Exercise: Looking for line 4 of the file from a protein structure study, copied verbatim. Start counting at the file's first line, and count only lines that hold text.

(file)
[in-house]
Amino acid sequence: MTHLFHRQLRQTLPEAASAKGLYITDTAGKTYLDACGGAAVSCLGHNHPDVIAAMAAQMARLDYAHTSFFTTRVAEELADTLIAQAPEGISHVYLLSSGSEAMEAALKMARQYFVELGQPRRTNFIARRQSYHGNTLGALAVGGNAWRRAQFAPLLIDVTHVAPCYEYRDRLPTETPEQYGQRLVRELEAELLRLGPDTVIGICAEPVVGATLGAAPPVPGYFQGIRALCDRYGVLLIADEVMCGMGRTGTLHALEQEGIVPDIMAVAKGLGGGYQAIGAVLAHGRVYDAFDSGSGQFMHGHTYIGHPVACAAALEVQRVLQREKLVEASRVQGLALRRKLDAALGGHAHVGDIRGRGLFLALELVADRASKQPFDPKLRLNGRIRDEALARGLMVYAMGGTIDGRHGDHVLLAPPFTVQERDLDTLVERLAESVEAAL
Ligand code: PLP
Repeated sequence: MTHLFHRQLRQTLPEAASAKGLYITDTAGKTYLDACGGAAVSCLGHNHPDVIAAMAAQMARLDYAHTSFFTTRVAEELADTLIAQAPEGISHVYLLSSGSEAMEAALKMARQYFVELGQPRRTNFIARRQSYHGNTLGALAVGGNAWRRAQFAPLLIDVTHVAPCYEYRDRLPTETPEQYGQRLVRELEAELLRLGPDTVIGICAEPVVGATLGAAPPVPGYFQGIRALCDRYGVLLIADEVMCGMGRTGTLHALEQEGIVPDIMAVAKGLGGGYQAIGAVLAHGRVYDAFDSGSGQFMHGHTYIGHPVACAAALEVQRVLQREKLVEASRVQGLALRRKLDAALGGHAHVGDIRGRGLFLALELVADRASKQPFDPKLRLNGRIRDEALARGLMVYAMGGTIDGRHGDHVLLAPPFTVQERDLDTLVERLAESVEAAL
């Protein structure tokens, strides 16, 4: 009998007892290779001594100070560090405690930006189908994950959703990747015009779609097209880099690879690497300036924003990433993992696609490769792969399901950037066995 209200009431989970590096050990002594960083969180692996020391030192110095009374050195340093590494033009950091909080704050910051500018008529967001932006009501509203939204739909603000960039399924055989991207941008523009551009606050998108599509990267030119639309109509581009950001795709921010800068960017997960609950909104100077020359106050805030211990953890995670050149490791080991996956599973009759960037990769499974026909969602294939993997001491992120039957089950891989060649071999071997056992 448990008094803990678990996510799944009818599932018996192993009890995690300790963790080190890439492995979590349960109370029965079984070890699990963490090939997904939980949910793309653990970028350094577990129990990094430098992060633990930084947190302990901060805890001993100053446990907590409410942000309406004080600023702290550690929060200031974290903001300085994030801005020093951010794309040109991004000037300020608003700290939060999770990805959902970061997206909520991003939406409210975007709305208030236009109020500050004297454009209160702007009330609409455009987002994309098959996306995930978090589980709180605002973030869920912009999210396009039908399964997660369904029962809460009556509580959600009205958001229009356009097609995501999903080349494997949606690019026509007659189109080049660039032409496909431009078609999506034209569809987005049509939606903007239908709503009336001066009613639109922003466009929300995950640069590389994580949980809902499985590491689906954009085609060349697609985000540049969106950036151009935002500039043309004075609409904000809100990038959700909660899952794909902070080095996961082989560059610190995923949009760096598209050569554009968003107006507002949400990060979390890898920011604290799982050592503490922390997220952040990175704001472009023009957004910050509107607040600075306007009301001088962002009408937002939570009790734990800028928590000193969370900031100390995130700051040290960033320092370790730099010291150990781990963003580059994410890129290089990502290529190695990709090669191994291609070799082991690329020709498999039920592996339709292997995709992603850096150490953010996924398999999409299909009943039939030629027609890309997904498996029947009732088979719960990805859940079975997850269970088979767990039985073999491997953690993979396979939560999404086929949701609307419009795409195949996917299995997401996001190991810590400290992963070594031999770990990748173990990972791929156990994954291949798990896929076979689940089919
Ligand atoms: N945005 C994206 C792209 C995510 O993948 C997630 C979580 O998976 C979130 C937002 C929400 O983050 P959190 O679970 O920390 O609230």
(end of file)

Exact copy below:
Repeated sequence: MTHLFHRQLRQTLPEAASAKGLYITDTAGKTYLDACGGAAVSCLGHNHPDVIAAMAAQMARLDYAHTSFFTTRVAEELADTLIAQAPEGISHVYLLSSGSEAMEAALKMARQYFVELGQPRRTNFIARRQSYHGNTLGALAVGGNAWRRAQFAPLLIDVTHVAPCYEYRDRLPTETPEQYGQRLVRELEAELLRLGPDTVIGICAEPVVGATLGAAPPVPGYFQGIRALCDRYGVLLIADEVMCGMGRTGTLHALEQEGIVPDIMAVAKGLGGGYQAIGAVLAHGRVYDAFDSGSGQFMHGHTYIGHPVACAAALEVQRVLQREKLVEASRVQGLALRRKLDAALGGHAHVGDIRGRGLFLALELVADRASKQPFDPKLRLNGRIRDEALARGLMVYAMGGTIDGRHGDHVLLAPPFTVQERDLDTLVERLAESVEAAL